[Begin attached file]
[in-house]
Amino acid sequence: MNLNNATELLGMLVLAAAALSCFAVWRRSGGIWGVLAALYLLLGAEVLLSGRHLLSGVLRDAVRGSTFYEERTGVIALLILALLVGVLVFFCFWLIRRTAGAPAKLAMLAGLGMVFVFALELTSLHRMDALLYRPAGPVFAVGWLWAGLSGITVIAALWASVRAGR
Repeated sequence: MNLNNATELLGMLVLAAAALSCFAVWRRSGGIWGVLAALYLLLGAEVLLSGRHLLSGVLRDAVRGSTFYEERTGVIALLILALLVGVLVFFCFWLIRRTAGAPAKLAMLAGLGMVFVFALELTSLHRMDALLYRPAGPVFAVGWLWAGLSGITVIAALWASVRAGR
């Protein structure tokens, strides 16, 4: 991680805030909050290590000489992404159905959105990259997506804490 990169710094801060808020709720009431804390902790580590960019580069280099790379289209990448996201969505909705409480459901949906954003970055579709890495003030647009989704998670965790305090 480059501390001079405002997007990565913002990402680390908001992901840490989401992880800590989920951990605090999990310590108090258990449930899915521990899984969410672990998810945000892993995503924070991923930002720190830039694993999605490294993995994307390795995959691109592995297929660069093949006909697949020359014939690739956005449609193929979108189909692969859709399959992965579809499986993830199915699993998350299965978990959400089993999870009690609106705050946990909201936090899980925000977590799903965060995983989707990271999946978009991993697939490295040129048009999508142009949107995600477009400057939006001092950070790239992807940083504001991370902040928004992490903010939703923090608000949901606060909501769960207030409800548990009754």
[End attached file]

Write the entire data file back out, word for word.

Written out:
[in-house]
Amino acid sequence: MNLNNATELLGMLVLAAAALSCFAVWRRSGGIWGVLAALYLLLGAEVLLSGRHLLSGVLRDAVRGSTFYEERTGVIALLILALLVGVLVFFCFWLIRRTAGAPAKLAMLAGLGMVFVFALELTSLHRMDALLYRPAGPVFAVGWLWAGLSGITVIAALWASVRAGR
Repeated sequence: MNLNNATELLGMLVLAAAALSCFAVWRRSGGIWGVLAALYLLLGAEVLLSGRHLLSGVLRDAVRGSTFYEERTGVIALLILALLVGVLVFFCFWLIRRTAGAPAKLAMLAGLGMVFVFALELTSLHRMDALLYRPAGPVFAVGWLWAGLSGITVIAALWASVRAGR
């Protein structure tokens, strides 16, 4: 991680805030909050290590000489992404159905959105990259997506804490 990169710094801060808020709720009431804390902790580590960019580069280099790379289209990448996201969505909705409480459901949906954003970055579709890495003030647009989704998670965790305090 480059501390001079405002997007990565913002990402680390908001992901840490989401992880800590989920951990605090999990310590108090258990449930899915521990899984969410672990998810945000892993995503924070991923930002720190830039694993999605490294993995994307390795995959691109592995297929660069093949006909697949020359014939690739956005449609193929979108189909692969859709399959992965579809499986993830199915699993998350299965978990959400089993999870009690609106705050946990909201936090899980925000977590799903965060995983989707990271999946978009991993697939490295040129048009999508142009949107995600477009400057939006001092950070790239992807940083504001991370902040928004992490903010939703923090608000949901606060909501769960207030409800548990009754």